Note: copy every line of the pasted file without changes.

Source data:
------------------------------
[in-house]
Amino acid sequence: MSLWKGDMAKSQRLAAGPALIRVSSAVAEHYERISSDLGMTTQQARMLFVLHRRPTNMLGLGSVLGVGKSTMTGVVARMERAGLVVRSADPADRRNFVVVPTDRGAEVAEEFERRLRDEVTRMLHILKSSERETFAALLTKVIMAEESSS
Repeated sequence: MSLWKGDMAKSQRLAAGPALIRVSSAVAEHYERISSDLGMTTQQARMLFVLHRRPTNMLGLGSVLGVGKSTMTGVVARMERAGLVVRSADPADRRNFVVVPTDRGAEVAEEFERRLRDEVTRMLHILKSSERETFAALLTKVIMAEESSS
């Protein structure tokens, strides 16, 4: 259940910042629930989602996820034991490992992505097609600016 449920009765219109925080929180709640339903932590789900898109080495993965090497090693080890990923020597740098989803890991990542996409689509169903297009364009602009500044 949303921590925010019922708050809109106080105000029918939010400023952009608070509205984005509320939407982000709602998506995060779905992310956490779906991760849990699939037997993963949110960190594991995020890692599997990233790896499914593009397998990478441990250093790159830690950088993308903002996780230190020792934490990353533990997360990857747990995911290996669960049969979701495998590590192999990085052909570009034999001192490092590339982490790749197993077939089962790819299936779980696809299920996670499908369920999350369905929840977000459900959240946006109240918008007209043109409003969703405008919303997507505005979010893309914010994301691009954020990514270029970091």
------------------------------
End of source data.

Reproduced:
[in-house]
Amino acid sequence: MSLWKGDMAKSQRLAAGPALIRVSSAVAEHYERISSDLGMTTQQARMLFVLHRRPTNMLGLGSVLGVGKSTMTGVVARMERAGLVVRSADPADRRNFVVVPTDRGAEVAEEFERRLRDEVTRMLHILKSSERETFAALLTKVIMAEESSS
Repeated sequence: MSLWKGDMAKSQRLAAGPALIRVSSAVAEHYERISSDLGMTTQQARMLFVLHRRPTNMLGLGSVLGVGKSTMTGVVARMERAGLVVRSADPADRRNFVVVPTDRGAEVAEEFERRLRDEVTRMLHILKSSERETFAALLTKVIMAEESSS
């Protein structure tokens, strides 16, 4: 259940910042629930989602996820034991490992992505097609600016 449920009765219109925080929180709640339903932590789900898109080495993965090497090693080890990923020597740098989803890991990542996409689509169903297009364009602009500044 949303921590925010019922708050809109106080105000029918939010400023952009608070509205984005509320939407982000709602998506995060779905992310956490779906991760849990699939037997993963949110960190594991995020890692599997990233790896499914593009397998990478441990250093790159830690950088993308903002996780230190020792934490990353533990997360990857747990995911290996669960049969979701495998590590192999990085052909570009034999001192490092590339982490790749197993077939089962790819299936779980696809299920996670499908369920999350369905929840977000459900959240946006109240918008007209043109409003969703405008919303997507505005979010893309914010994301691009954020990514270029970091």